LEDs bring textiles to life
Philips says that its LED-based Lumalive textiles are a glimpse of a future where our clothes are more intelligent and interactive.
German fashion designer Anke Loh's collection was launched in Chicago at a special fashion show in the glass-encased lobby of 1 North Wacker Drive. "I spent a long time looking for the right technology to bring into my fashion," said Loh. "I tried optical fibers - even weaving them together with black cotton. But when I approached Philips and they showed me their Lumalive textiles I found something special."
Loh says that Philips Lumalive is the only technology that allows moving images to appear on the body in such an elegant way. "It's the perfect combination of art and technology," she says. "We recorded video of city life and of different faces in Chicago and Antwerp and will display them as animations on the fabric using Lumalive technology. It takes personal expression to a new level. It has limitless possibilities and my collection is just the beginning."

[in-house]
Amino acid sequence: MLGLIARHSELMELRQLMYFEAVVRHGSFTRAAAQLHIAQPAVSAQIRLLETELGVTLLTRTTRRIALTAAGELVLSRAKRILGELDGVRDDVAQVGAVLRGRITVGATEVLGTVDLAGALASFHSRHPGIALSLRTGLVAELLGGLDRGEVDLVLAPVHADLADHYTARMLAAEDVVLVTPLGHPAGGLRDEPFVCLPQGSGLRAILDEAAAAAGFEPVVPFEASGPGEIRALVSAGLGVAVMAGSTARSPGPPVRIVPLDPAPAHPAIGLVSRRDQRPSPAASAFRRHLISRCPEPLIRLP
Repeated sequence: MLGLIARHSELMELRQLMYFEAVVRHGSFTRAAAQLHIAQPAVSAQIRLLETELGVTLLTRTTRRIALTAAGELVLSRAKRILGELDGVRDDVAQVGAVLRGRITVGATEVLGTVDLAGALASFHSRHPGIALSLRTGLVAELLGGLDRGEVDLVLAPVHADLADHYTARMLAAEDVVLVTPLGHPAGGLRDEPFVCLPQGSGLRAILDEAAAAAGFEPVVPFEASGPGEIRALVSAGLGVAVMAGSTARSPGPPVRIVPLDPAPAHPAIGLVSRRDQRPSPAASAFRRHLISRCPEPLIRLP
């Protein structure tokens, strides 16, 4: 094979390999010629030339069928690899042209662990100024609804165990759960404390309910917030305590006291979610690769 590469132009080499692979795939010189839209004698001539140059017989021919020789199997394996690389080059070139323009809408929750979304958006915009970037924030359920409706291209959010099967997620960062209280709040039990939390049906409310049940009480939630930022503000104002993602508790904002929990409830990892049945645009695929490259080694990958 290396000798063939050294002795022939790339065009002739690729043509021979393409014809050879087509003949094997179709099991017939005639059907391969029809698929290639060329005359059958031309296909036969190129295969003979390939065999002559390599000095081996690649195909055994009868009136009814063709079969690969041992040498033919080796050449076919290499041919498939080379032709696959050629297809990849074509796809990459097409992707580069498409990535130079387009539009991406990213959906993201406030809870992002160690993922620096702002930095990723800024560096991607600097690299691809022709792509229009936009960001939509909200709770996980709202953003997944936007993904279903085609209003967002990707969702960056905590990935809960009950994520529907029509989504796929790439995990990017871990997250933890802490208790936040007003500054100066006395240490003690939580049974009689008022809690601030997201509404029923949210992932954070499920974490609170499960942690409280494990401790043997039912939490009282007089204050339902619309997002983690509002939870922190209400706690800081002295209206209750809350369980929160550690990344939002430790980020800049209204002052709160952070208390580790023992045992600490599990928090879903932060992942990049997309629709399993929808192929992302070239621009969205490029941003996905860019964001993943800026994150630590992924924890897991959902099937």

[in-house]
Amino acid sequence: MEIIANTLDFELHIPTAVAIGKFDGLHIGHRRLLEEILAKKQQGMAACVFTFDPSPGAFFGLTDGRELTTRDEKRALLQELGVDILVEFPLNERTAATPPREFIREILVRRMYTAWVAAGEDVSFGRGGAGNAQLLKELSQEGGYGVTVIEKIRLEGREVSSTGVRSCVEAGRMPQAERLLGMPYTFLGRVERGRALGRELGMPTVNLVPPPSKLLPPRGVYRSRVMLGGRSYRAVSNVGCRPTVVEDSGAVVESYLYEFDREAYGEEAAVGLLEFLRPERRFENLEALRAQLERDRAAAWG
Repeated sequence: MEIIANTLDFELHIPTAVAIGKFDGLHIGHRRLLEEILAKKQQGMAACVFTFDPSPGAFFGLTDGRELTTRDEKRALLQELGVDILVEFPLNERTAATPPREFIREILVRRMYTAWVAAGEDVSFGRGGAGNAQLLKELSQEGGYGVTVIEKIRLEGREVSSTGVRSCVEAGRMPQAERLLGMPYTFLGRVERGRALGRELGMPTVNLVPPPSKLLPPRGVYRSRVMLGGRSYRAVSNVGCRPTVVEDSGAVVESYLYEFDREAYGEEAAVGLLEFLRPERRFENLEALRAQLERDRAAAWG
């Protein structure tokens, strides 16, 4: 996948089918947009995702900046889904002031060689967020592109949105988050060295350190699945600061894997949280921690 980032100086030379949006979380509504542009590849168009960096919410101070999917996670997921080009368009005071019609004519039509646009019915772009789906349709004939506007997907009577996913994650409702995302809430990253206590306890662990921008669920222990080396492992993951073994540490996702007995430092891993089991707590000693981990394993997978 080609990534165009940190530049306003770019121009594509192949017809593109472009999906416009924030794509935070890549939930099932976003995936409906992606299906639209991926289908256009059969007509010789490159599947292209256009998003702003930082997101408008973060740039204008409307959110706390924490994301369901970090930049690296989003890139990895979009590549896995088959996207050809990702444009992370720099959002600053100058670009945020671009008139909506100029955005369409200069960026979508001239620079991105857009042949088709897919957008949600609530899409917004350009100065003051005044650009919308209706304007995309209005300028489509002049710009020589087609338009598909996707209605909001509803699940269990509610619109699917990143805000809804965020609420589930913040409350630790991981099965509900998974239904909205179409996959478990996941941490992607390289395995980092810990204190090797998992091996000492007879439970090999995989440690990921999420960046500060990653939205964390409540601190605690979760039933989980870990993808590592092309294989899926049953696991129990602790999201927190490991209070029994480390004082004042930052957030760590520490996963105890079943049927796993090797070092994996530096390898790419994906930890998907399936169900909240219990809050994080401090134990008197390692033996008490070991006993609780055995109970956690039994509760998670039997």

Philips sees Lumalive as part of its vision for a future where our surroundings and the clothes we wear become more intelligent, and interact with the environment around us. Lumalive textiles are currently being developed for commercial use and will be available on the market in 2007.
Osram presents the world’s first "Light Dirndl"
About 100 LEDs were sewn by hand onto the Dirndl using more than five meters of fine wire to connect the LEDs with each other and deliver the necessary electrical power from the batteries attached under the garment.